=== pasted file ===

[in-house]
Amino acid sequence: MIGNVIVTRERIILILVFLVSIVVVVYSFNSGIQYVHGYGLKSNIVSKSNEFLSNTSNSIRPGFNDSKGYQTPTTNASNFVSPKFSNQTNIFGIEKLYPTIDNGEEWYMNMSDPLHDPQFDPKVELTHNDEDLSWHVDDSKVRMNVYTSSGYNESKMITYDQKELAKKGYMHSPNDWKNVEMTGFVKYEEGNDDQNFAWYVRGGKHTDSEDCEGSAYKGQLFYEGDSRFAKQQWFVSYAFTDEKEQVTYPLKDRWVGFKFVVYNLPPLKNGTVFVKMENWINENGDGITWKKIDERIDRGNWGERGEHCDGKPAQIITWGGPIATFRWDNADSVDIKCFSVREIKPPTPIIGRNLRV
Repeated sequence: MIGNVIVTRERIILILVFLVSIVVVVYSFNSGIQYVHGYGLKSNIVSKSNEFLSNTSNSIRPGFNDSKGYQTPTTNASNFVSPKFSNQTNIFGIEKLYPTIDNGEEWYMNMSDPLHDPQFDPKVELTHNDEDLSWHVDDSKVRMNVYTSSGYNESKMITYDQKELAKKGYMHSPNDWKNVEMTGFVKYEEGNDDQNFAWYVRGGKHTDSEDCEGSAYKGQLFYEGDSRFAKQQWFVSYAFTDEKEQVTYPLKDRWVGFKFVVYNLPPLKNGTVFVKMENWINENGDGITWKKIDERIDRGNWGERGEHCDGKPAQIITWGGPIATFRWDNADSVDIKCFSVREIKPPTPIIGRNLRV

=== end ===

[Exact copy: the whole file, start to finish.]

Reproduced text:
[in-house]
Amino acid sequence: MIGNVIVTRERIILILVFLVSIVVVVYSFNSGIQYVHGYGLKSNIVSKSNEFLSNTSNSIRPGFNDSKGYQTPTTNASNFVSPKFSNQTNIFGIEKLYPTIDNGEEWYMNMSDPLHDPQFDPKVELTHNDEDLSWHVDDSKVRMNVYTSSGYNESKMITYDQKELAKKGYMHSPNDWKNVEMTGFVKYEEGNDDQNFAWYVRGGKHTDSEDCEGSAYKGQLFYEGDSRFAKQQWFVSYAFTDEKEQVTYPLKDRWVGFKFVVYNLPPLKNGTVFVKMENWINENGDGITWKKIDERIDRGNWGERGEHCDGKPAQIITWGGPIATFRWDNADSVDIKCFSVREIKPPTPIIGRNLRV
Repeated sequence: MIGNVIVTRERIILILVFLVSIVVVVYSFNSGIQYVHGYGLKSNIVSKSNEFLSNTSNSIRPGFNDSKGYQTPTTNASNFVSPKFSNQTNIFGIEKLYPTIDNGEEWYMNMSDPLHDPQFDPKVELTHNDEDLSWHVDDSKVRMNVYTSSGYNESKMITYDQKELAKKGYMHSPNDWKNVEMTGFVKYEEGNDDQNFAWYVRGGKHTDSEDCEGSAYKGQLFYEGDSRFAKQQWFVSYAFTDEKEQVTYPLKDRWVGFKFVVYNLPPLKNGTVFVKMENWINENGDGITWKKIDERIDRGNWGERGEHCDGKPAQIITWGGPIATFRWDNADSVDIKCFSVREIKPPTPIIGRNLRV